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This case always gets my head dizzy everytime I want to write sentence in english, and each of articles I read on the internet didn't discuss this part.

  • movement
  • reaction
  • refusal

And especially those which are in the state of gerund.

  • Running (I do some runnings? Or some running?)

I could just go to dictionary site to check these 3 words whether they are countable or not, but I think it would be wise if I just ask. Because I have feeling that, it is either (just like normal/pure noun) ?

  • “Movement”, “reaction”, and “refusal” are countable. Usually, such nouns are countable. They describe instances of <verb>s. Gerunds usually aren't countable -- especially gerunds made from dynamic verbs. The ones I can think of right now that are countable are “meeting” and “feeling”. – userr2684291 Apr 15 '16 at 11:59
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Each of your three examples is usually, but not always countable, because it's a noun, despite the fact it was formed from a verb. You could say

There was a movement in the underbrush
The foreign diplomats had three reactions to our proposal
After two refusals, he finally agreed

In general, materials and general phenomena are uncountable, like

The beach is covered in sand (not a sand or sands)
I have trouble with math (not a trouble)
I have too much homework (not homeworks)

but each of your examples can be a specific individual thing. It gets confusing because many words can be used in either count or noncount senses. For example, it's also common to see things like

Reaction to our proposal was mostly negative
Excessive movement may aggravate the injury
Refusal of their offer will result in the negotiations breaking down

In this case, we're talking about these things as if they were general phenomena: any reaction, any movement, any refusal, not specific examples of them. (Although in all of these cases, using a count form would also be understandable and valid.)

Gerunds are different: they're still a verb form, they just function like nouns. The situation is even more complicated with these words, because many of them have both gerund and noun senses, and can be used in count and noncount ways, and it can be hard to tell which one is being used. Again, if you're referring to a specific instance of something, it's countable; if you're referring a general phenomenon, it's a gerund or uncountable...but it can be hard to tell! A lot of nouns look like gerunds and the only way to tell which is which is by context.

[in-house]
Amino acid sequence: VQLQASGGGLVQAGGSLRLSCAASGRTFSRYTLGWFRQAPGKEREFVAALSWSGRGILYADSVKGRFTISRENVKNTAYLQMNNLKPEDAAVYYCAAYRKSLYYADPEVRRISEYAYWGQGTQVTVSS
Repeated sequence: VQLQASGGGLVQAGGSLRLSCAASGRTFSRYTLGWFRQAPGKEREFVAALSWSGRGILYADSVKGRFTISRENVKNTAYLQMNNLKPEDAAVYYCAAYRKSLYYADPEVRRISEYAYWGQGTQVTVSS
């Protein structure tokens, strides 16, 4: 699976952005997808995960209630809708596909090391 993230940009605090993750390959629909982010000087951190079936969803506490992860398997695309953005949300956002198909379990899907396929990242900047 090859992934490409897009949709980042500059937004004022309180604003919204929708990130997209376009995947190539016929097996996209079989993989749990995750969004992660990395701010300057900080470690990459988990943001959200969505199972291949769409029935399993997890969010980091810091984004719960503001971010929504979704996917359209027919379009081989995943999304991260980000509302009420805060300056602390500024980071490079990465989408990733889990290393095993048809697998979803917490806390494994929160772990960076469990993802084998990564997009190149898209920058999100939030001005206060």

"We are meeting in the south hall" - gerund
"We are at a meeting in the south hall" - countable noun

"I like reading" - gerund
"There will be a reading at the funeral service" - countable noun

In your example about running, it's a gerund, so it functions like an uncountable noun: I do some running. We wouldn't usually say "I do running"; if you run in general, you would just say "I run", and if you mean you are running right now, you would say "I am running", but you could use the emphatic do to emphasize what you're saying or quantify it.

References:
Plural gerunds
Gerunds as subject

  • Is running a gerund? What about building and beginning? I think they might be something like fossilized forms that are now just nouns. Anyway, one can do several runnings of a horse before the horse is used in a race . Or something like that, meaning running can be countable, but not when it refers to the exercise that humans do. – Alan Carmack Apr 15 '16 at 18:24
  • Well, you can certainly say "I am running/building/beginning", or "Running/building/beginning is easy", so yes, they definitely have gerundial senses! "A beginning" certainly means something like the "the act of beginning", and "a running" sounds weird, but I could see it being used to mean "an act of running" (for example, "Every year there is a running of the bulls in Pamplona" or even "One symptom of the common cold is a running of the nose") but you're right that "a building" doesn't exactly mean "an act of building" (although it was certainly something that got built...) – stangdon Apr 16 '16 at 11:25
  • Hello, thank you, so I make it clear those which don't have extension ing could be Either, and those which have look like gerund Tend to be uncountable ? I mean in general case. – Plain_Dude_Sleeping_Alone Apr 16 '16 at 11:45

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